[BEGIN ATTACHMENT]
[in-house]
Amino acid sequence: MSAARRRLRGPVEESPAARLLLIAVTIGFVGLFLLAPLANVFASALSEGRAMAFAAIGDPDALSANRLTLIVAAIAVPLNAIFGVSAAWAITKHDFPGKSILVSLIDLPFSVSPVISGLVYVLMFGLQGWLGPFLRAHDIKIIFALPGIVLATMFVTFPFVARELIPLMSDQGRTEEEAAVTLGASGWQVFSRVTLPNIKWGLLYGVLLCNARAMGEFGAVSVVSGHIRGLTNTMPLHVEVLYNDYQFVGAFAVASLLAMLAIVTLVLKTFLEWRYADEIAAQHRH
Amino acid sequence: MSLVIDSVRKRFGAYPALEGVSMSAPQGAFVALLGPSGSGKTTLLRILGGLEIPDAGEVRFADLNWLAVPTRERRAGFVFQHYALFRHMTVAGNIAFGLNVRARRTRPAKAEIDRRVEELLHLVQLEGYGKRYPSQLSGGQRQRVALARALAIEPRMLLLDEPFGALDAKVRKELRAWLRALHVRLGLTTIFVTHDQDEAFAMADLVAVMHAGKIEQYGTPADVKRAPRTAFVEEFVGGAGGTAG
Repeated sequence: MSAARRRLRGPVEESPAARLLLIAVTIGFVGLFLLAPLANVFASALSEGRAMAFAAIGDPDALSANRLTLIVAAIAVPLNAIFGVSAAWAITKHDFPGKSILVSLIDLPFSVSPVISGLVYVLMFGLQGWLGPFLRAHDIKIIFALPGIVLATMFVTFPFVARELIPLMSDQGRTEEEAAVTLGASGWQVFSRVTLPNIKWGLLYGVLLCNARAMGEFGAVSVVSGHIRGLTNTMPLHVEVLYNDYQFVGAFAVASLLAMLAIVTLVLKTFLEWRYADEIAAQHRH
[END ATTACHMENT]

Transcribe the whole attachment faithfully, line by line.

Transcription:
[in-house]
Amino acid sequence: MSAARRRLRGPVEESPAARLLLIAVTIGFVGLFLLAPLANVFASALSEGRAMAFAAIGDPDALSANRLTLIVAAIAVPLNAIFGVSAAWAITKHDFPGKSILVSLIDLPFSVSPVISGLVYVLMFGLQGWLGPFLRAHDIKIIFALPGIVLATMFVTFPFVARELIPLMSDQGRTEEEAAVTLGASGWQVFSRVTLPNIKWGLLYGVLLCNARAMGEFGAVSVVSGHIRGLTNTMPLHVEVLYNDYQFVGAFAVASLLAMLAIVTLVLKTFLEWRYADEIAAQHRH
Amino acid sequence: MSLVIDSVRKRFGAYPALEGVSMSAPQGAFVALLGPSGSGKTTLLRILGGLEIPDAGEVRFADLNWLAVPTRERRAGFVFQHYALFRHMTVAGNIAFGLNVRARRTRPAKAEIDRRVEELLHLVQLEGYGKRYPSQLSGGQRQRVALARALAIEPRMLLLDEPFGALDAKVRKELRAWLRALHVRLGLTTIFVTHDQDEAFAMADLVAVMHAGKIEQYGTPADVKRAPRTAFVEEFVGGAGGTAG
Repeated sequence: MSAARRRLRGPVEESPAARLLLIAVTIGFVGLFLLAPLANVFASALSEGRAMAFAAIGDPDALSANRLTLIVAAIAVPLNAIFGVSAAWAITKHDFPGKSILVSLIDLPFSVSPVISGLVYVLMFGLQGWLGPFLRAHDIKIIFALPGIVLATMFVTFPFVARELIPLMSDQGRTEEEAAVTLGASGWQVFSRVTLPNIKWGLLYGVLLCNARAMGEFGAVSVVSGHIRGLTNTMPLHVEVLYNDYQFVGAFAVASLLAMLAIVTLVLKTFLEWRYADEIAAQHRH